The similarity between all of these is that they are never used during a truly awkward moment. When I first learned about the awkward turtle, it was a means of breaking awkward silences, but now, people have such a laissez-faire attitude towards the word 'awkward' that it's been transformed into a kind of filler word for any remotely uncomfortable moment.

  14. Sky Onosson said,

    March 3, 2010 @ 12:37 pm

    Awkward is hardly the only word used like this.


  15. majolo said,

    March 3, 2010 @ 12:49 pm

    The instance of sing-song awkward that's stuck in my head now is the Subway commercial featuring office workers with little-kid voice-overs:

  16. Kylopod said,

    March 3, 2010 @ 1:15 pm

    I should add, in case I wasn't clear, that in the comic strip it's almost as if Sally is breaking the fourth wall and addressing the audience rather than her co-worker. Yet people talk this way in real life, in two-person conversations where there are no listeners. It's almost as if they're addressing an imaginary audience.

  17. John said,

    March 3, 2010 @ 1:24 pm

    I think of "wow" as an exclamation of surprise, whether positive or negative, but how recent is the negative even in America? The classic Grammar Rock video "Interjections" uses wow to illustrate (in a very early-70s way) "excited" and the girl exclaiming it is obviously very happy as she holds up her A+ report card.

  18. Breffni said,

    March 3, 2010 @ 1:26 pm

    Kylopod, I think what I'm getting at is a version of the same effect: my interpretation of negative wow sees the speaker as adopting a third-party, disinterested perspective. That and your account of "awkward" have in common the "tacitly dissociative attitude" that relevance theorists say is the defining characteristic of irony. (Again, as a non-user of negative "wow", I don't know if I'm hearing it right.)

  19. Tyler said,

    March 3, 2010 @ 2:11 pm

    I find the awkward turtle observation interesting because while many use the gesture, few have made the connection between it and American Sign Language. The "awkward turtle" is in fact the sign used in American Sign Language to indicate an awkward moment.

  20. Benjamin Zimmer said,

    March 3, 2010 @ 2:22 pm

    I can't oblige with an Emily Dickinson cite, but I did want to mention the Buffy-esque formulation, "Awkward much?" That's one of many "ADJ much?" forms recorded by Michael Adams in his book Slayer Slang, and was used in 2001 on the Buffy spinoff Angel:

    2001 Apr 17 Angel (WB Network) “Awkward much?” [Cordelia]

  21. Joe said,

    March 3, 2010 @ 3:56 pm

    Not related to the "awkward" thread–I'm puzzled by the lolcats reference on a few levels. First of all, doesn't a lolcat have to have a caption in lolspeak (eg, "I Can Has Cheezburger")? Next, what do you call those posters like the one referenced above where it shows a photo, one or two words in large type and a more descriptive comment in smaller type? I first encountered those posters as inspirational-type maxims (usually in a business context, eg, TEAMWORK Together Everyone Achieves More) but I've seen funnier ones (like the one in this post) usualy satirizing the original, inspirational ones. And there is a variant of the satirical version of this poster that can definitely be considered a lolcat (eg, MY POKEMANS Let Me Show You Dem).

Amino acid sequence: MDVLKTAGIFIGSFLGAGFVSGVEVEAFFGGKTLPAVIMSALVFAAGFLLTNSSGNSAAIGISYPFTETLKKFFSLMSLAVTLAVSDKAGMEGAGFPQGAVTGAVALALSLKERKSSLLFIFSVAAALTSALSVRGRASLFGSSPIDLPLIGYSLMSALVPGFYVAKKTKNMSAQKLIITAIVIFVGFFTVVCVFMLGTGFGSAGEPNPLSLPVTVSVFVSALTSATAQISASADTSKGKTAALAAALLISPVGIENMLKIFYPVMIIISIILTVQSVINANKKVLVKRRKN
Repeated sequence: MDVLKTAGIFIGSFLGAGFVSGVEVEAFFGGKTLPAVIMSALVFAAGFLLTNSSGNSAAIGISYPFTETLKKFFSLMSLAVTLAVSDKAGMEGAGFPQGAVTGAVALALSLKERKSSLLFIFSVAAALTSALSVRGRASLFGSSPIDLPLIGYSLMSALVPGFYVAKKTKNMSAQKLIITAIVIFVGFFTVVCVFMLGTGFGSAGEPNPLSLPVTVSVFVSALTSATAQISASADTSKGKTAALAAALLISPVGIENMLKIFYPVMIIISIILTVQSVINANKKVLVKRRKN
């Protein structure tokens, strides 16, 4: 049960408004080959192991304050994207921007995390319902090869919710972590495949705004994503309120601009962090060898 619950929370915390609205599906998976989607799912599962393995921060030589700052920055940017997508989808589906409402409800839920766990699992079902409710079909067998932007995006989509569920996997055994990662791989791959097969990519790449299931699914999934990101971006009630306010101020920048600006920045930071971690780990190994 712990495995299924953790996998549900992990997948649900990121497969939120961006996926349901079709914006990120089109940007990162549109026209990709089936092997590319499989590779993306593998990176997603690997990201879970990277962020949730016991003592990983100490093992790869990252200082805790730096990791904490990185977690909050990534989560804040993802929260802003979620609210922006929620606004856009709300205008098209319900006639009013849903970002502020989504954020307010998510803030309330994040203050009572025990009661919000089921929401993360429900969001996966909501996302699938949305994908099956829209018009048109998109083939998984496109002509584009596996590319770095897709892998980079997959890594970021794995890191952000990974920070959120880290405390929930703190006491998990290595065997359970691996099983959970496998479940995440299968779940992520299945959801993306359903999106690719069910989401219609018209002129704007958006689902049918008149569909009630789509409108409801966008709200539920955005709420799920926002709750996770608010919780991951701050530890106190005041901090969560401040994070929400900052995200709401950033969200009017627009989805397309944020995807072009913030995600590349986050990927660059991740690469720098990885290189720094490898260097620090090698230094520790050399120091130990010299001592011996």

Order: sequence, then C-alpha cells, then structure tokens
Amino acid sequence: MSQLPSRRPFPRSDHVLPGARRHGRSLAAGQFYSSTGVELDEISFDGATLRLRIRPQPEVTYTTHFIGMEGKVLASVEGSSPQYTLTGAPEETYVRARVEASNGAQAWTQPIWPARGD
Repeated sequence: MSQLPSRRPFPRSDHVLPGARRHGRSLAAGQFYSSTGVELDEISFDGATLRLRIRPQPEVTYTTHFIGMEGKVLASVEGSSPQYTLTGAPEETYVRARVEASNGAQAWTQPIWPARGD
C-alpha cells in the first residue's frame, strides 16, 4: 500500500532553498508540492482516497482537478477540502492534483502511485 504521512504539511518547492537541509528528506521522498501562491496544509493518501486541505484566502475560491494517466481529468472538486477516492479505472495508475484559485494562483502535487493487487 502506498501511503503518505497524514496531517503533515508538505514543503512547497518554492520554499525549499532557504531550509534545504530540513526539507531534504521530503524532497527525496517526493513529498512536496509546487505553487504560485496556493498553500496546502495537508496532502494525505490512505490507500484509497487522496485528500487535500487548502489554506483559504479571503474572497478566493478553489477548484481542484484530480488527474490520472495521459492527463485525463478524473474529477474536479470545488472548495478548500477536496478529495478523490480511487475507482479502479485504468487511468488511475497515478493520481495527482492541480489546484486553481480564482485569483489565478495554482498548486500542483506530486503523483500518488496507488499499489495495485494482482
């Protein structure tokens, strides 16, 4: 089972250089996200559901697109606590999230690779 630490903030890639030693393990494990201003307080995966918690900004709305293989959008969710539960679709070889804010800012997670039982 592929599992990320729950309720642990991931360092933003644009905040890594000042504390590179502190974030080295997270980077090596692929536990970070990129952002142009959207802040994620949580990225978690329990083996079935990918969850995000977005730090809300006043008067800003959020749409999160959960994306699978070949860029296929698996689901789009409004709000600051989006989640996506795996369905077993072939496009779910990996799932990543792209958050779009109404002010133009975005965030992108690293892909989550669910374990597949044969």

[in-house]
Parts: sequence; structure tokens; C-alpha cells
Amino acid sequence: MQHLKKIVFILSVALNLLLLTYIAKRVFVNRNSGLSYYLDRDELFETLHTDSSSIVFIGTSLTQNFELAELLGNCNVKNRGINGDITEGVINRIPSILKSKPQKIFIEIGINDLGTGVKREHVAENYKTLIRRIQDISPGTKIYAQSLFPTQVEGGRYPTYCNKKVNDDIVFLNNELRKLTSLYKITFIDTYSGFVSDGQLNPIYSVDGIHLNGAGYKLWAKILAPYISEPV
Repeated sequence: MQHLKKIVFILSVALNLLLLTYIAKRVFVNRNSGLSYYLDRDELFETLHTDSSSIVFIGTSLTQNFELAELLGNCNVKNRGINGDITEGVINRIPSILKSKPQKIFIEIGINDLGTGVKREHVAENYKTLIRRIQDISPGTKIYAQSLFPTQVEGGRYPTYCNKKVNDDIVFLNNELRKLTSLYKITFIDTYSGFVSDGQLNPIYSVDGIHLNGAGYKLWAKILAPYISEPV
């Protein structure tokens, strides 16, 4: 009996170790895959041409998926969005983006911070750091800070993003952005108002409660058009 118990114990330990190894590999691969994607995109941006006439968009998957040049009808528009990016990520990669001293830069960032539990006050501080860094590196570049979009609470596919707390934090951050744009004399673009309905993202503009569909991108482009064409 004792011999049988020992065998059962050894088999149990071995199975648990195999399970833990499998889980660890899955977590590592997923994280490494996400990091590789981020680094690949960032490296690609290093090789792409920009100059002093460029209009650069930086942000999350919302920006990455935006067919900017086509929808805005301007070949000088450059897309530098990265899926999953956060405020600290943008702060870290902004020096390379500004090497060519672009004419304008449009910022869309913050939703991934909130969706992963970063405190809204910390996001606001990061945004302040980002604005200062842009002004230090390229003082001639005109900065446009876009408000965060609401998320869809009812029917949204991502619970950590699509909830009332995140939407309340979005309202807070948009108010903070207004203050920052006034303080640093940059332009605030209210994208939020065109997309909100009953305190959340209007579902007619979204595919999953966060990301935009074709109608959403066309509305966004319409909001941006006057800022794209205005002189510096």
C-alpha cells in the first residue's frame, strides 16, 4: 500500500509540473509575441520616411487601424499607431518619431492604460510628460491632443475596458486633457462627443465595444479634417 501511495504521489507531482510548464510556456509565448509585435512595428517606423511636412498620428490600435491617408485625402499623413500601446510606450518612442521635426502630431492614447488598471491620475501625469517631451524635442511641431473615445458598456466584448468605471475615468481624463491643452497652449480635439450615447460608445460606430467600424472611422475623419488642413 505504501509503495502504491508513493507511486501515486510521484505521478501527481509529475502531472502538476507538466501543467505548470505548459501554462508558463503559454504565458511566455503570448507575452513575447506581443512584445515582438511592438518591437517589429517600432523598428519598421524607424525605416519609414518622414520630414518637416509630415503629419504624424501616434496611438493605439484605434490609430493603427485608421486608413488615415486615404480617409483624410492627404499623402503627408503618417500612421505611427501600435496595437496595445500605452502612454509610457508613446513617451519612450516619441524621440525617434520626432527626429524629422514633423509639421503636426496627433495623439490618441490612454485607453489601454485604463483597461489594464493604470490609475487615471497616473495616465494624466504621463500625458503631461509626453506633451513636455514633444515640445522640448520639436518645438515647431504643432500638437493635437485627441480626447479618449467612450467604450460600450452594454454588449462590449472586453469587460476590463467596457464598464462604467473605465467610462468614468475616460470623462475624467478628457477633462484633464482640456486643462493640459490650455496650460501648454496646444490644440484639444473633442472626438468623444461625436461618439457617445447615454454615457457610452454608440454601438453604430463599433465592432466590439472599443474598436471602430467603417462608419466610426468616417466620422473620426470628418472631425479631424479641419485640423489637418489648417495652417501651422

22. Allen said,

    March 3, 2010 @ 4:06 pm

    Another awkward reference.

  23. Jim F said,

    March 3, 2010 @ 4:17 pm

    This "awkward" phenomenon strikes me as related to the use of "That's funny" to indicate when the speaker thinks that something is funny. (Rather than, say, just laughing or smiling.) Both seem to detach the speaker from the experience and seem to indicate discomfort with allowing non-verbal cues to get the message across.

  24. Coby Lubliner said,

    March 3, 2010 @ 4:25 pm

    @Tom: do you mean you've never heard anyone say ¡Qué torpe soy!?

  25. Lugubert said,

    March 3, 2010 @ 4:33 pm

    @ Joe,
    Right; I think it would rather qualify at (but still at The Cheezburger Network).

  26. Nassira Nicola said,

    March 3, 2010 @ 4:57 pm

    @Tyler – well, the first part of "awkward turtle," when it's produced in two parts, is the ASL sign AWKWARD (which you link to); the second part (which is often produced in isolation as "awkward turtle," as shown in the linked video) is the ASL sign SEA-TURTLE.

    Still, I'm surprised how many of my entering ASL students know the sign for SEA-TURTLE, and not, say, I-L-Y (which used to be the one ubiquitous sign every hearing person knew).

  27. Aviatrix said,

    March 3, 2010 @ 5:02 pm

    Yet another cheezburger network site provides an intergenerational example:

    Upon meeting my sister’s boyfriend for the first time:
    Mom: So how’s the sex.
    Sister: Wow mom. Awkward. Really really awkward.
    Mom: Oh don’t worry sweetie it’s always awkward at first, but you’ll get used to it!